Post Tagged with: "digital advocacy"

Digital Advocacy’s “Weak Ties” Should Not Be Underestimated

Malcolm Gladwell, the best-selling Canadian writer for the New Yorker, recently turned his attention to the use of Twitter, Facebook, and the Internet for digital advocacy.  Gladwell dismissed claims that digital advocacy has been an effective tool, lamenting that “people have forgotten what advocacy is about.”  He suggested that effective advocacy that leads to broad social or political change requires “strong ties” among people who are closely connected, committed to the cause, and well organized.  When Gladwell examined digital advocacy initiatives he found precisely the opposite – weak ties between people with minimal commitment and no organizational structure.

My weekly technology law column (Toronto Star version, homepage version)  notes the Gladwell article was published two days after Canada, the United States, the European Union, and a handful of other countries concluded negotiations on the Anti-Counterfeiting Trade Agreement.  Although some issues must still be sorted out, the countries have agreed on a broad framework and announced that no further negotiation rounds are planned.

With the draft agreement now public, it is apparent that one of the biggest stories over the three-year negotiation was the willingness of the U.S. to compromise on the rules associated with the Internet.  When it first proposed the Internet chapter, the U.S. demanded new liability requirements for Internet providers (including the possibility of terminating subscriber access based on multiple allegations of infringement) as well as tough digital lock rules that went far beyond current international treaty requirements.  

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October 18, 2010 18 comments Columns

Digital Advocacy’s “Weak Ties” Should Not Be Underestimated

Appeared in the Toronto Star on October 17, 2010 as Digital Advocacy’s “Weak Ties” Should Not Be Underestimated Malcolm Gladwell, the best-selling Canadian writer for the New Yorker, recently turned his attention to the use of Twitter, Facebook, and the Internet for digital advocacy.  Gladwell dismissed claims that digital advocacy […]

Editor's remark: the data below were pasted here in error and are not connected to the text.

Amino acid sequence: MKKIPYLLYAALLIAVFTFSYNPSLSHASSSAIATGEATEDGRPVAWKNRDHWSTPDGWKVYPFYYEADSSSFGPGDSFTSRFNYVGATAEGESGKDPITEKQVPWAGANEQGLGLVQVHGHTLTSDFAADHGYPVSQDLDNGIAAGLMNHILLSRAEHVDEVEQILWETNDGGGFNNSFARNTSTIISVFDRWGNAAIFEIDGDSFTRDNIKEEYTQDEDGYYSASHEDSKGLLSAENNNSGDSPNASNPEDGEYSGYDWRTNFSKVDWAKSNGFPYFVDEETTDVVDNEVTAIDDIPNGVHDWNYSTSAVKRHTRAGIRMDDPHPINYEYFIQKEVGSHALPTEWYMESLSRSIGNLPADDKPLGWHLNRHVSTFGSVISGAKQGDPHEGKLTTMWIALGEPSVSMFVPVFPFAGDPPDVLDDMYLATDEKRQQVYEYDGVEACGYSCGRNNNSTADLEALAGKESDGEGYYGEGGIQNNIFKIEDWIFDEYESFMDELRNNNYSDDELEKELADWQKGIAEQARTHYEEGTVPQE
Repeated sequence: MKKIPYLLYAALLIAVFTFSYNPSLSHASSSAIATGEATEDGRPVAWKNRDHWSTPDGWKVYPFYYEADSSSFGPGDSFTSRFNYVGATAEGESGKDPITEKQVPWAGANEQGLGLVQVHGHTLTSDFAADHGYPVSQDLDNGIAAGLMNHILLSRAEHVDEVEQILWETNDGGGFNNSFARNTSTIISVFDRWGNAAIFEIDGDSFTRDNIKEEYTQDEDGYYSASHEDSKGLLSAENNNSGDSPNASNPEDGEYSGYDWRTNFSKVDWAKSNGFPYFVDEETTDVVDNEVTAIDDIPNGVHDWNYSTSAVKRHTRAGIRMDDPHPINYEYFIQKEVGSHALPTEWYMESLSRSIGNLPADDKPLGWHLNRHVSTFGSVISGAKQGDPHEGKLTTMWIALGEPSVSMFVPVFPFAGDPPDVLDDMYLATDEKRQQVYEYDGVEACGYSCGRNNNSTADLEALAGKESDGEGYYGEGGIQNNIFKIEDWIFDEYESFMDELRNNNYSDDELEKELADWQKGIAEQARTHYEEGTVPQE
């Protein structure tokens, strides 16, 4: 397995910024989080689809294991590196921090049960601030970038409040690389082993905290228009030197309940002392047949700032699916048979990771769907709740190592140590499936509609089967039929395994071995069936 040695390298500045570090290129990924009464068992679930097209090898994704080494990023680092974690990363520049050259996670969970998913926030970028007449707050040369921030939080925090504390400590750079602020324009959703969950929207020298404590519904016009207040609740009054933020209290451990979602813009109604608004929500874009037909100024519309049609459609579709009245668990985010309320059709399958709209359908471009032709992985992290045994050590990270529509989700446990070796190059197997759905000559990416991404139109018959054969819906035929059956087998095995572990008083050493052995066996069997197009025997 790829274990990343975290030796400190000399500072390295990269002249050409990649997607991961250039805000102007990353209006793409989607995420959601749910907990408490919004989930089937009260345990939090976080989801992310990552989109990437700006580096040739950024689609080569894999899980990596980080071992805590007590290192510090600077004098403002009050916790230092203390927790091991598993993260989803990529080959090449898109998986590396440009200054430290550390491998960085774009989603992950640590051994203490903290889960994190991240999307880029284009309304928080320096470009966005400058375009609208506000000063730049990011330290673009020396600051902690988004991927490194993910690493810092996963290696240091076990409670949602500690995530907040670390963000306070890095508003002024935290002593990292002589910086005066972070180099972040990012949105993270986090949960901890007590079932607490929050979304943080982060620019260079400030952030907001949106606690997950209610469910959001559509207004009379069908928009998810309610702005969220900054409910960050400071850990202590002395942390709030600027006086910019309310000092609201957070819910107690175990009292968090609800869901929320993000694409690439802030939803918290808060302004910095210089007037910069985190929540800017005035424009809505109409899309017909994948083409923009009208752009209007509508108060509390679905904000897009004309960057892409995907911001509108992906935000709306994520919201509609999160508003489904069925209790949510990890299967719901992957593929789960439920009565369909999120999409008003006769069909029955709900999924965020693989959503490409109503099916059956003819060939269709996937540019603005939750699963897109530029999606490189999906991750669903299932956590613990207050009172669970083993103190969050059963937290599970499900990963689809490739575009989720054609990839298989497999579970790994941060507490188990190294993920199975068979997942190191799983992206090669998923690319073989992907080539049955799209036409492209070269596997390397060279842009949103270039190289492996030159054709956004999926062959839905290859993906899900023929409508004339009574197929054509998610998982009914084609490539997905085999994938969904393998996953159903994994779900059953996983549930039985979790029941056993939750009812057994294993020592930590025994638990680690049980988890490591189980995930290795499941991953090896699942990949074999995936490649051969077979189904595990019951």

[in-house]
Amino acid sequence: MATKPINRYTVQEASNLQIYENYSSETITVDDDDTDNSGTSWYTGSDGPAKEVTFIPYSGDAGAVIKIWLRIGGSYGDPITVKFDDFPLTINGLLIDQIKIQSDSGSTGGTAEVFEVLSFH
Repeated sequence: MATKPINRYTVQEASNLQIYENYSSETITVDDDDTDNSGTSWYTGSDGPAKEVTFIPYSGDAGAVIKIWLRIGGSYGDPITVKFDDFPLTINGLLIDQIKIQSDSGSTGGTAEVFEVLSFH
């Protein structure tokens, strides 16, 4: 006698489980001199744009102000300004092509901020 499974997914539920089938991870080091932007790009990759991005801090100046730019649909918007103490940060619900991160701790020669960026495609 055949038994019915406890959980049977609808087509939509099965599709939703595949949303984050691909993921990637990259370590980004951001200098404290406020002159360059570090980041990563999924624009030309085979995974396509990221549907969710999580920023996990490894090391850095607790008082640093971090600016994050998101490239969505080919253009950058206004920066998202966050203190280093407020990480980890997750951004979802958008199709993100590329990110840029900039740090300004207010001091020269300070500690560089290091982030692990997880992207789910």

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October 18, 2010 1 comment Columns Archive

The Anti-Proroguing Rallies By the Numbers

David Akin does a nice job of tallying up the numbers from this weekend's Facebook-inspired anti-proroguing rallies.  I wrote about the impact of the Facebook group and digital advocacy last week.

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January 25, 2010 2 comments Must Reads

Tracking Prorogation Online Activities

The Infoscape Research Lab has posted some interesting charts on online prorogation activities, including breaking participation down by political affiliation and platform.

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January 19, 2010 Comments are Disabled Must Reads

Critics Misjudged Power of Digital Advocacy

With the Canadians Against Proroguing Parliament Facebook group now over 200,000 members, my weekly technology law column (Toronto Star version, homepage version) looks at how its success provides the clearest indicator yet of how poorly the Canadian political community understands social media and digital advocacy.

When the Prime Minister announced he was proroguing parliament in the midst of the holiday season, political commentators applauded the tactic, confident that few Canadians would notice or care.  In less than three weeks, Christopher White, a university student from Alberta, proved the experts wrong, building the largest Facebook group in the country, one that's the focal point for national discussion and voter discontent.  

As the group began to take flight, it was surprising to see political leaders and analysts blithely dismiss the relevance of Facebook advocacy. Editorials pointed to other large groups to demonstrate the group's irrelevance, noting that joining a Facebook group was too easy – just click to join – to mean much of anything.

This represents a shocking underestimation of the power of digital advocacy, which today is an integral part of virtually every political or business advocacy campaign.

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January 18, 2010 23 comments Columns